In January, Pakistan extended the deadline for delivery of the helicopters by one year. Turkish officials expressed confidence at the time that they could make progress either on developing an indigenous engine or securing the necessary U.S. export licence. However, developing a new engine is unlikely to be accomplished in such a short time frame and Ankara’s move to hire U.S. lobbyists to pursue the export licence may suggest it is worried about meeting the new deadline.
Relations with Pakistan are important to President Recep Tayyip Erdoğan as he seeks to reorient Turkish foreign policy away from its traditional alignment with the United States and Europe as a NATO member and long time aspirant of ascension to the European Union. Erdoğan has also sought greater defence and economic independence, making major arms deals like the helicopter sale a priority.
Greenberg Traurig, which the Turkish government has further hired to provide general lobbying services to the tune of $1.538 million in 2020 alone, will lobby to secure the export licence Turkish Aerospace needs from July 15 to November 15, with an option to extend for additional seven month periods. The initial period of the contract reflects the timing of the U.S. presidential election.
U.S. President Donald Trump has been Erdoğan’s indispensable ally during his presidency and, despite bipartisan anger towards several Turkish foreign policy actions, Republican congressional leaders have been reluctant to take concrete action to confront the president on Turkey. But Trump is lagging behind his far less pro-Erdoğan challenger in the polls for the November 3 election.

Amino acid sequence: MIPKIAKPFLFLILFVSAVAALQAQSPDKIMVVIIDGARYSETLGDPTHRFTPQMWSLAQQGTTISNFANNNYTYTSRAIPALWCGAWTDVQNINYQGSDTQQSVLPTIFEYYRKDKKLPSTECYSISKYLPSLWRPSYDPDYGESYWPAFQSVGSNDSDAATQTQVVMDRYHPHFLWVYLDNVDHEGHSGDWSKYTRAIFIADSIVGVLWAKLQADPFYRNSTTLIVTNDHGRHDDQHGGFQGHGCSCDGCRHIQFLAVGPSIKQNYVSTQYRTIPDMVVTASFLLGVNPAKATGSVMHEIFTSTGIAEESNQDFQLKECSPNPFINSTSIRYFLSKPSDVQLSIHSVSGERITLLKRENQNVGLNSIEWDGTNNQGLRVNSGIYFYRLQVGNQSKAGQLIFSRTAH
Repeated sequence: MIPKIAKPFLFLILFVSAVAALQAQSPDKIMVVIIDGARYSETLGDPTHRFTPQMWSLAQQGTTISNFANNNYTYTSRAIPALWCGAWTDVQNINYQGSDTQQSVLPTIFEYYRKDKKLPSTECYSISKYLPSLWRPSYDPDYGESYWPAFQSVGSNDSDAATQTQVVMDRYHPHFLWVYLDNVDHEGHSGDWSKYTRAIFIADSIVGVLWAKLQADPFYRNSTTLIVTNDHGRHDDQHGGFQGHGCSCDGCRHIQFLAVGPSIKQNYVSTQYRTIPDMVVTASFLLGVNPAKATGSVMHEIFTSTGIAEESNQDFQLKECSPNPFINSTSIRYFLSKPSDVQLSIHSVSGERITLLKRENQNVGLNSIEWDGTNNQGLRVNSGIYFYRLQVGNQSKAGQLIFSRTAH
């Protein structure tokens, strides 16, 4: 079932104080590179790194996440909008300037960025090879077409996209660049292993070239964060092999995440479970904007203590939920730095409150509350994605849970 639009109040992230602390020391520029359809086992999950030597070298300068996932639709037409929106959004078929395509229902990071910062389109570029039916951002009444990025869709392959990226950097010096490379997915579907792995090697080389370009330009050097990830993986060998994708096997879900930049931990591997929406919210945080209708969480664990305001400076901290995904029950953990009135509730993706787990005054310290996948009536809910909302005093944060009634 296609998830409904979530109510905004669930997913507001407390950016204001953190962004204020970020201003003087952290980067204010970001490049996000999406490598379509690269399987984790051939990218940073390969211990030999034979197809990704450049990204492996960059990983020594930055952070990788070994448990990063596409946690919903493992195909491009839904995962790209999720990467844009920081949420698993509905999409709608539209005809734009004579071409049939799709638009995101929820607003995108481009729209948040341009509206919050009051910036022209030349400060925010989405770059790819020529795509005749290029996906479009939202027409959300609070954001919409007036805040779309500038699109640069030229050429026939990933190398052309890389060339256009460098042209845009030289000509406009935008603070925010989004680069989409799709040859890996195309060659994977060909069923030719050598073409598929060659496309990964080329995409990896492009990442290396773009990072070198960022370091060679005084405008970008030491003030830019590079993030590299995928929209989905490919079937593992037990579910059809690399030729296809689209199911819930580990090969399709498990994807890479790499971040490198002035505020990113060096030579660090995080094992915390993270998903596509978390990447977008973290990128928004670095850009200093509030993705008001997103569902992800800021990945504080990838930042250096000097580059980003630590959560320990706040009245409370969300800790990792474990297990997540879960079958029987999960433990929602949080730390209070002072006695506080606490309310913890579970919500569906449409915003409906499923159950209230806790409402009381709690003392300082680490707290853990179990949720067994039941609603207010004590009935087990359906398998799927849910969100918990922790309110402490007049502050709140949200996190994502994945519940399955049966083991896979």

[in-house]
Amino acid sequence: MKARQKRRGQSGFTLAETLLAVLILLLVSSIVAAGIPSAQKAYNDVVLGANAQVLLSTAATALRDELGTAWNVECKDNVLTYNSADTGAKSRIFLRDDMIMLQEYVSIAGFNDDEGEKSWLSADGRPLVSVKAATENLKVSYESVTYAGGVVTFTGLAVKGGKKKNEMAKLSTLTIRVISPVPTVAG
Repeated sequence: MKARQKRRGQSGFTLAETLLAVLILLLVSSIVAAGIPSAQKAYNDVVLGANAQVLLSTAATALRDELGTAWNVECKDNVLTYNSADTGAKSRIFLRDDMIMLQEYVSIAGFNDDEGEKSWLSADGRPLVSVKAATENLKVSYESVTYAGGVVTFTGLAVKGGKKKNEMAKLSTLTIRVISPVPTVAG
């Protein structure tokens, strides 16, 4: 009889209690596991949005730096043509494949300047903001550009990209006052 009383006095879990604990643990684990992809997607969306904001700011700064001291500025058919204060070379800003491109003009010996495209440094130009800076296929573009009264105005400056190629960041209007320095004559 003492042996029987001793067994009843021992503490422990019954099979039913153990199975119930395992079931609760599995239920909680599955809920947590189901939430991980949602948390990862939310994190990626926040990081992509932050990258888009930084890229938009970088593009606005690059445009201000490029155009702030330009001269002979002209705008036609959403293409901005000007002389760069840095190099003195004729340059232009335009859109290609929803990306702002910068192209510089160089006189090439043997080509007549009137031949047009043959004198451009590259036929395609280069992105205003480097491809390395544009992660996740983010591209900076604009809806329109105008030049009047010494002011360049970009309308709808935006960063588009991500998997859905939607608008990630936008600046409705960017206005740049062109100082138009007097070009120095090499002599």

In recently publicised interview clips with the New York Times, Trump’s Democratic challenger, former Vice-President Joe Biden, has expressed a decidedly harsher opinion of Erdoğan, calling him an “autocrat” and criticising his domestic and foreign policies. The timing of Turkish Aerospace’s engagement with Greenberg Traurig may reflect concern in Ankara that time is running out to leverage Erdoğan’s cosy relationship with Trump to secure the U.S. president’s help in overcoming Congress’s de facto arms embargo.
Trump did veto similar congressional efforts to block arms sales to Saudi Arabia and the UAE last year and he could do the same for Turkey. Recognising the importance of the White House in the arms sales process, Turkish Aerospace’s has directed Greenberg Traurig to engage directly with the executive branch in addition to lobbying Congress.
The contract also tasks the lobbying firm to meet “with labour unions in order to make them speak about the employment opportunities which will be created as a result of issuance of engine re-export license”. The U.S. defence industry is a powerful lobbying force in Washington and may be eager to coordinate pressure on the U.S. government to approve sales to Turkey.
The structural upgrades to 35 of Turkey’s ageing F-16 jets are being conducted by the U.S.’s defence giant Lockheed Martin. The company’s contract with Turkey expires this autumn, but, according to Defense News, the project will take until 2023 to complete. If Congress maintains its de facto embargo on approving new deals, Lockheed may be motivated to join lobbying efforts to convince Trump to intervene and break the congressional freeze.
With the outcome of the upcoming U.S. presidential election uncertain, Turkey and interested U.S. companies may further ratchet up pressure on the White House to take action sooner rather than later.
The opinions expressed in this column are those of the author and do not necessarily reflect those of Ahval.